CINCINNATI—Nearly 40 million hay fever sufferers in the United States experience headache, facial pressure and a stuffy nose when pollen is in the air.
But for 37 million people with chronic sinusitis, relief from these symptoms doesn’t come with a change in the season.
Inflammation of the sinuses (hollow spaces in the bone of the cheeks and forehead) is often due to infection or anatomic abnormalities.
“The sinuses drain through small, bony channels,” says Allen Seiden, MD, professor of otolaryngology. “When the sinuses are blocked and don’t drain, people can have trouble with recurrent infections associated with difficulty breathing, headaches and fatigue.”
Traditionally, sinusitis is first treated with antibiotics and decongestants, as well as by addressing any underlying problems such as allergies. For patients who don’t respond adequately to medications, the next step may be endoscopic sinus surgery.
This involves inserting a thin, fiber-optic tube into the nose, which allows the surgeon to see the sinuses close-up, and then using specially designed instruments to remove small pieces of bone and tissue to open up the drainage passages.
Now a new treatment for the condition is giving sufferers another option that doesn’t involve cutting or removing tissue.
Called balloon sinuplasty, the procedure dilates sinus openings in much the same way as clogged arteries are opened during a balloon angioplasty.
Balloon sinuplasty involves the insertion of a thin wire, which carries the balloon, through the nostrils and into the sinuses. The balloon is then inflated with just enough pressure to dilate the sinus openings.
“This procedure is less invasive than endoscopic sinus surgery because there’s no cutting, which should also result in less scarring,” says Lee Zimmer, assistant professor of otolaryngology.
Seiden and Zimmer point out that the procedure offers a quicker recovery time than traditional sinus surgery because it results in less pain and bleeding. However, it may not be appropriate for all sufferers.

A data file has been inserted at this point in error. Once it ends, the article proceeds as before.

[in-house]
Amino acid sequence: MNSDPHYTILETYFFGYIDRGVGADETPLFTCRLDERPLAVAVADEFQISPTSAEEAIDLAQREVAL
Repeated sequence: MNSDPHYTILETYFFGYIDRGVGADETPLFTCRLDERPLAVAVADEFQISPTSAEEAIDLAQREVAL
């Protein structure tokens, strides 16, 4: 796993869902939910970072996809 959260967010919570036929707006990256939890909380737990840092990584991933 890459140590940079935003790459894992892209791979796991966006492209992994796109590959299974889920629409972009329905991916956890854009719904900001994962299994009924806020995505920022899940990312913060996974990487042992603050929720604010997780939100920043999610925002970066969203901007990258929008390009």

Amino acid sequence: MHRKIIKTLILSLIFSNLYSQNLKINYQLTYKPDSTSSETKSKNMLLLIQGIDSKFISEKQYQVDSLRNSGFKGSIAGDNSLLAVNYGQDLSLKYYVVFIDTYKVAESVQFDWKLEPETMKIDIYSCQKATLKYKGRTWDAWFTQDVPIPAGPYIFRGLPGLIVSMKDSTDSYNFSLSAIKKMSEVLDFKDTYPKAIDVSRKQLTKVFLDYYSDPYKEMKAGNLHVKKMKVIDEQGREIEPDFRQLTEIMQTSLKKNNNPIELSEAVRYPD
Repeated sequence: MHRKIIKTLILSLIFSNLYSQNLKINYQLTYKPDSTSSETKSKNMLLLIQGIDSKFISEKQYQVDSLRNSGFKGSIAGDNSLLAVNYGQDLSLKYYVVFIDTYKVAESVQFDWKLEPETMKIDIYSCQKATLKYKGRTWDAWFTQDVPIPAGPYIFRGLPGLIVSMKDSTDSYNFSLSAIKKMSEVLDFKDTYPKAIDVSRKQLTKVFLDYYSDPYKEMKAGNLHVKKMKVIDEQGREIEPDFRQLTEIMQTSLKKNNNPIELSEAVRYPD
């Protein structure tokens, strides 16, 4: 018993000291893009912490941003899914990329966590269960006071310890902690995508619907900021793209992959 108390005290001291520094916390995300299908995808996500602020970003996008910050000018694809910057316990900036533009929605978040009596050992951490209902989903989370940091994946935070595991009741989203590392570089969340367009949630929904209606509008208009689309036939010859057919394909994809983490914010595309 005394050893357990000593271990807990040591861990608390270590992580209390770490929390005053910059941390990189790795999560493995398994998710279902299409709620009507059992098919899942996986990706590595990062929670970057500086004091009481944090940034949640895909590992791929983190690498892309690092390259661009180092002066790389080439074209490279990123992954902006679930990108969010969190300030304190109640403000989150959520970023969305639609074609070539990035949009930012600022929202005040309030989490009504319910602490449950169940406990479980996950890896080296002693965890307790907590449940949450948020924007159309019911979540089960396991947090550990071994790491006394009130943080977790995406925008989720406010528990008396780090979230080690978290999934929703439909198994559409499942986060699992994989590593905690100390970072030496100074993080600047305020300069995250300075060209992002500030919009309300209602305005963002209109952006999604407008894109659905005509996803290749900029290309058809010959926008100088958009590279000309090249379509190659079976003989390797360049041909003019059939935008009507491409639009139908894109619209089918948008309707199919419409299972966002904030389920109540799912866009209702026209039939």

The human skull has a number of different sinuses, including six to 12 small “ethmoid” sinuses on each side of the face between the eyes.
“Unfortunately,” says Seiden, “balloon sinuplasty can’t be used in people with diseased ethmoid sinuses, which tends to be an area that’s a problem for many sufferers.
“That area between the eyes can be very difficult to get into,” he says. “It’s also very hard to open the passages and keep them open.”
Although the procedure cannot be used for ethmoid sinus disease alone, Seiden and Zimmer say, it can be used in a combination approach when other sinuses need treatment.
“It’s fairly common for people to have trouble with more than one of their sinuses,” explains Zimmer. “Traditional sinus surgery can be done on the ethmoid sinuses, and balloon sinuplasty on additional sinuses that may need treatment.”
Balloon sinuplasty is done under general anesthesia and takes 45–60 minutes if multiple areas are being treated. If one area is being treated, the procedure can be as short as 10–15 minutes.
The procedure is fairly new and long-term results are not yet known, but a preliminary study of 125 patients shows the sinus openings become significantly wider, and more than 80 percent stay open.
“Chronic sinusitis affects the quality of life for millions of people,” says Zimmer. “Health care and off-work time cost $8 billion a year. We’re hoping these short-term results prove to be true long term.”
Seiden and Zimmer were trained to perform balloon sinuplasty by the manufacturer, Acclarent Inc. They have no financial interest in the company. For more information on balloon sinuplasty or to reach their office, call (513) 475-8400.